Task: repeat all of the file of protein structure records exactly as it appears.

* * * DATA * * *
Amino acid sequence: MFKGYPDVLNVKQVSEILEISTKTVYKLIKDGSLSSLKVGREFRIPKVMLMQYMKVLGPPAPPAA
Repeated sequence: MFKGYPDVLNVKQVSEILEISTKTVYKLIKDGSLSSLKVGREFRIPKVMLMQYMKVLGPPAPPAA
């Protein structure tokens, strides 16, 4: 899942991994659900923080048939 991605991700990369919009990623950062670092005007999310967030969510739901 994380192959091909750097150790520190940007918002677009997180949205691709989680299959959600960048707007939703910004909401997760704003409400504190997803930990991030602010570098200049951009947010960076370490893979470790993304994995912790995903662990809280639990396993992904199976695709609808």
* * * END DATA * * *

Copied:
Amino acid sequence: MFKGYPDVLNVKQVSEILEISTKTVYKLIKDGSLSSLKVGREFRIPKVMLMQYMKVLGPPAPPAA
Repeated sequence: MFKGYPDVLNVKQVSEILEISTKTVYKLIKDGSLSSLKVGREFRIPKVMLMQYMKVLGPPAPPAA
């Protein structure tokens, strides 16, 4: 899942991994659900923080048939 991605991700990369919009990623950062670092005007999310967030969510739901 994380192959091909750097150790520190940007918002677009997180949205691709989680299959959600960048707007939703910004909401997760704003409400504190997803930990991030602010570098200049951009947010960076370490893979470790993304994995912790995903662990809280639990396993992904199976695709609808």